The short answer for “can cats eat vegetable oil?” is – yes. Some oil types have plenty of health benefits for cats.
However, vegetable oils aren’t made equal, and the long-term effects of some oils need to be studied more.
Cat food manufacturers often add vegetable oils into their products because they are high in fats that are an integral part of the feline diet.
Some vets recommend vegetable oil as a remedy for hairballs, constipation, extra weight, cardiovascular problems, and dry skin.
Oil has more benefits than drawbacks for cats, but you should be mindful of the serving size and aware of adverse reactions.
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Can Cats Eat Grapeseed Oil?
Grapeseed oil’s health benefits for humans are numerous, but what about pets? Grapeseed oil is considered safe for cats, dogs, ferrets, and other animals.
The American Society for the Prevention of Cruelty to Animals states that they have no information indicating any risks of grapeseed oil for pets.
Pet product manufacturers often use grapeseed oil in tinctures, sprays, and food. Data suggests that grapeseed oil can be used as an anti-allergenic and anti-inflammation treatment for cats.
It promotes a shinier coat and stronger teeth and hums. Grapeseed oil doesn’t have long-term negative effects on renal, cardiovascular, or hepatic health.
While grapeseed oil’s health benefits for cats exceed the risks, you should be mindful of your cat’s reaction. Some cats might be allergic to this oil or have a gastroenteric upset.
On the same note, we should warn you that grape pulp and skin are very toxic to cats. You can give your cat a bit of grapeseed oil, but not fresh grapes.
Can Cats Eat Safflower Oil?
Safflower oil is the cheapest cooking oil you can find in stores. Fortunately, cheap doesn’t equal unhealthy.
On the opposite, many cat food manufacturers include safflower oil in their products because it’s high in fatty acids and vitamins.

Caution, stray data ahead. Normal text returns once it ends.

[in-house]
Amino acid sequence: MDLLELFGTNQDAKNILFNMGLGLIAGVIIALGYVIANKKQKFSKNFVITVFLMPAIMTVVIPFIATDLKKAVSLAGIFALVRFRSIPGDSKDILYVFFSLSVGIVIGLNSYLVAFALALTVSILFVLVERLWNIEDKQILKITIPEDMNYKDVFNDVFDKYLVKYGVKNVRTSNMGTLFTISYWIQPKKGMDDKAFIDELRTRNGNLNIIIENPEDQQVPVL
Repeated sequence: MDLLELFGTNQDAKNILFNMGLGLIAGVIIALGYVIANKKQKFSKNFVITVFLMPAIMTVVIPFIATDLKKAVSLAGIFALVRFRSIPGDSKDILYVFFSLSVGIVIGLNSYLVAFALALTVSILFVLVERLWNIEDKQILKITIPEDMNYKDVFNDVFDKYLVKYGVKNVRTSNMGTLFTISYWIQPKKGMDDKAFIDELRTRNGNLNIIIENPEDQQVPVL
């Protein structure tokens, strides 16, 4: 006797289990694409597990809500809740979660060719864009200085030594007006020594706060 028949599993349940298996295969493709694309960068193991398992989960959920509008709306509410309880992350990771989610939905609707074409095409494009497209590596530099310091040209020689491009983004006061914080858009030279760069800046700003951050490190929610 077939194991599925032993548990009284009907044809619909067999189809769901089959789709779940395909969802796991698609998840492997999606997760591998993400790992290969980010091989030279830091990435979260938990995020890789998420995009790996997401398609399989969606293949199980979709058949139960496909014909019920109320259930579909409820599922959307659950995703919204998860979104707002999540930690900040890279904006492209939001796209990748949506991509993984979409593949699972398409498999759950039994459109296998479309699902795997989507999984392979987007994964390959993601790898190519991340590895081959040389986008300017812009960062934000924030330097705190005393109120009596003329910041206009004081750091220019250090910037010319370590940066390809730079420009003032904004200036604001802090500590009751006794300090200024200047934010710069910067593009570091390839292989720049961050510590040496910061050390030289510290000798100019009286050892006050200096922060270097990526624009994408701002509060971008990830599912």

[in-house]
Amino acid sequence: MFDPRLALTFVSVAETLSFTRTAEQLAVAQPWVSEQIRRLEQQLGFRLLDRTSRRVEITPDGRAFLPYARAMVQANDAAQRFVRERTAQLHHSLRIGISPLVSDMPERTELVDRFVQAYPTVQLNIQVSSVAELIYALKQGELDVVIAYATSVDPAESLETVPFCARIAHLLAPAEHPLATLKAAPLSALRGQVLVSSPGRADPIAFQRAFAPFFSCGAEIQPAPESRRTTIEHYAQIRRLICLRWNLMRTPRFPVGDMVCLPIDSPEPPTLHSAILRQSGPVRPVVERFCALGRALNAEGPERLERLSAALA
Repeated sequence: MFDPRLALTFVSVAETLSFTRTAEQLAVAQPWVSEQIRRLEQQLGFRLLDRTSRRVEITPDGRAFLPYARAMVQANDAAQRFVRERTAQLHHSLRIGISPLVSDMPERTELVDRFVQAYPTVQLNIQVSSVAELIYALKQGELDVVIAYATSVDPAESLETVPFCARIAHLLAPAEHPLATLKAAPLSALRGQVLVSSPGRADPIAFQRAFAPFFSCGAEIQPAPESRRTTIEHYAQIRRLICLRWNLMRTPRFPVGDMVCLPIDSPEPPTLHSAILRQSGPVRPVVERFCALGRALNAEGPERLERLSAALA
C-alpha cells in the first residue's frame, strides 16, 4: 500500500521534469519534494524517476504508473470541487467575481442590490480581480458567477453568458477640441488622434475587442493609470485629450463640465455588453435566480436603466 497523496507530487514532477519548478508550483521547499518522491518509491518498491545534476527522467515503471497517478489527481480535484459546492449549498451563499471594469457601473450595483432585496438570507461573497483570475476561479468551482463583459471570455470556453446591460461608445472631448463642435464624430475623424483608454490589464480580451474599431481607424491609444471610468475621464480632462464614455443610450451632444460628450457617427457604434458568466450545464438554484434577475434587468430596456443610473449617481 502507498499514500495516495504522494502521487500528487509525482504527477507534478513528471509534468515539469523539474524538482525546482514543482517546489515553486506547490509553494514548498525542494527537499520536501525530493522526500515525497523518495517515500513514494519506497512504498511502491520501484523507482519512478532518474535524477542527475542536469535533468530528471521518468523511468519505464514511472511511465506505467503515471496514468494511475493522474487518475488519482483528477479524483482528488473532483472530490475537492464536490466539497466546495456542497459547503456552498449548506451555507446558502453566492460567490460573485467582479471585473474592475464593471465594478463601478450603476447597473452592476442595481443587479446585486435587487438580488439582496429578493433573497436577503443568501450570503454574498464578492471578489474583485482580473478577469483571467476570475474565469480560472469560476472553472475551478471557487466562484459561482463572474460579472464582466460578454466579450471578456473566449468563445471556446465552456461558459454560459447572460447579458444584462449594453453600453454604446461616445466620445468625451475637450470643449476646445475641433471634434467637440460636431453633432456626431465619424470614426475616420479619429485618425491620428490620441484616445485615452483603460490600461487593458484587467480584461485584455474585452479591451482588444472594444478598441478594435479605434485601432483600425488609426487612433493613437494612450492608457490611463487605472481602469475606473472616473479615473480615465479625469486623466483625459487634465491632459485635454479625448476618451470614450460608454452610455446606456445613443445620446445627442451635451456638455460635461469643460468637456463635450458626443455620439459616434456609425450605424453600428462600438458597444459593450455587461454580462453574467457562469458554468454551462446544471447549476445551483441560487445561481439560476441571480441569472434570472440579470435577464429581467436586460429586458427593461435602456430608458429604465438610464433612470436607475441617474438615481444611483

About 75% of the oil is linolenic acid, a type of Omega-6 fatty acid vital for feline health. Plus, oil is rich in fats, which provide cats with the energy necessary for moving and help them digest fat-soluble vitamins.
Safflower oil helps maintain cat coat and skin health and assists with inflammatory kidney and intestinal issues.
The Association of American Feed Control Officials recommends cat food to contain at least 0.5% linolenic acid, 9% fat, and 30 IU/kg of vitamin E.
Although the guidelines don’t specify safflower oil, it is an excellent source of these elements. However, don’t incorporate safflower oil into your cat’s diet without consulting a vet.
Large amounts of safflower oil can cause diarrhea, obesity, and pancreatitis in cats, and some felines may be allergic to safflower.
Can Cats Eat Corn Oil?
Corn oil isn’t the best option to feed a cat. It’s high in Omega-6 fatty acids, which is great, but it also contains acrylamide which is harmful to cats in large amounts.
Fortunately, acrylamide only forms when corn oil is heated at temperatures exceeding 120 degrees Celsius and at low humidity. The substance is known as a carcinogen.
Your cat is unlikely to experience stomach upset or get cancer from eating food with corn oil once, but it shouldn’t be a part of your cat’s regular diet.
Can Cats Eat Flaxseed Oil?
Flaxseed oil is safe for cats. In fact, flaxseed oil is among the best fat sources for cats because it contains plenty of Omega-3, Omega-6, and arachidonic acids essential for felines.
Flaxseed oil is affordable and commonly added to cat food. Studies show that it improves digestion and cat skin health.
There are also findings that flaxseed oil benefits cats with arthritis, inflammation, blood pressure problems, and kidney diseases.
However, like any oil, it isn’t risk-free for cats. If you plan on giving your cat flaxseed oil for the first time, start with a small amount and watch your cat for any abnormalities to rule out allergies and individual intolerance.
Can Cats Eat Canola Oil?
Canola oil, also known as rapeseed oil, is among the cheapest oil types you can get for cooking. It’s usually sold in large bottles and works well for almost any dish.
But despite its versatility and other advantages for humans, it isn’t as beneficial for pets. Canola oil isn’t toxic to cats, but there has been no study regarding canola oil’s long-term effects and health benefits for animals.
Some studies suggest that excessive consumption of canola oil in cats is associated with fibrotic heart lesions, vitamin E deficiency, growth retardation, and lung cancer.